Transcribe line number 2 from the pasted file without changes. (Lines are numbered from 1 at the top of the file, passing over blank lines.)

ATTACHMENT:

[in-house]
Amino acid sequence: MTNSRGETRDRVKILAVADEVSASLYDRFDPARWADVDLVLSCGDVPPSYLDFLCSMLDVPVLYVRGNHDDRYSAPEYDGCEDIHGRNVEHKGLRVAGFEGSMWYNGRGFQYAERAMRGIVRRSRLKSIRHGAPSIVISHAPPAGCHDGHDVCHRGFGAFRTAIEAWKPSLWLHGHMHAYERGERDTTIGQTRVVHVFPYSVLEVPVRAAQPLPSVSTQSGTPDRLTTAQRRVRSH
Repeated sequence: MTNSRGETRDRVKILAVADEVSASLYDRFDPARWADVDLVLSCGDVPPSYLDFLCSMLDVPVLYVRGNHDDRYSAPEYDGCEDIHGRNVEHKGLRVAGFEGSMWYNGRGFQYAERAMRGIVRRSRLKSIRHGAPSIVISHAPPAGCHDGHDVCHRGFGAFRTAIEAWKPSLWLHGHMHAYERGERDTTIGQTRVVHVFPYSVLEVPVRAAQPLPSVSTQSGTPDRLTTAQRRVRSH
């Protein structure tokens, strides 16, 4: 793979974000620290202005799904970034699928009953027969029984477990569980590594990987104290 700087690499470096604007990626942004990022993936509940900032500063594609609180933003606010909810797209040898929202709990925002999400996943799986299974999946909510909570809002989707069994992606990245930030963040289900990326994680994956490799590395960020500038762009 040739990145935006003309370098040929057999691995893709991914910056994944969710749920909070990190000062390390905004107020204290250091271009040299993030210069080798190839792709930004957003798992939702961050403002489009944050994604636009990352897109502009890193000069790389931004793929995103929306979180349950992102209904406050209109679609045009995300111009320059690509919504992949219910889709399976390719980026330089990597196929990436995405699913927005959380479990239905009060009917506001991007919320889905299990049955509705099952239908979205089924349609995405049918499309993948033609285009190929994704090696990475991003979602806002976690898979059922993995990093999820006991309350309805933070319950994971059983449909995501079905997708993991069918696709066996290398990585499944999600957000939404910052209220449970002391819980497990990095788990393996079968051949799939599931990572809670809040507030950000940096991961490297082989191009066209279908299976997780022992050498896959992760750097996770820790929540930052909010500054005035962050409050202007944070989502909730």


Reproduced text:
Amino acid sequence: MTNSRGETRDRVKILAVADEVSASLYDRFDPARWADVDLVLSCGDVPPSYLDFLCSMLDVPVLYVRGNHDDRYSAPEYDGCEDIHGRNVEHKGLRVAGFEGSMWYNGRGFQYAERAMRGIVRRSRLKSIRHGAPSIVISHAPPAGCHDGHDVCHRGFGAFRTAIEAWKPSLWLHGHMHAYERGERDTTIGQTRVVHVFPYSVLEVPVRAAQPLPSVSTQSGTPDRLTTAQRRVRSH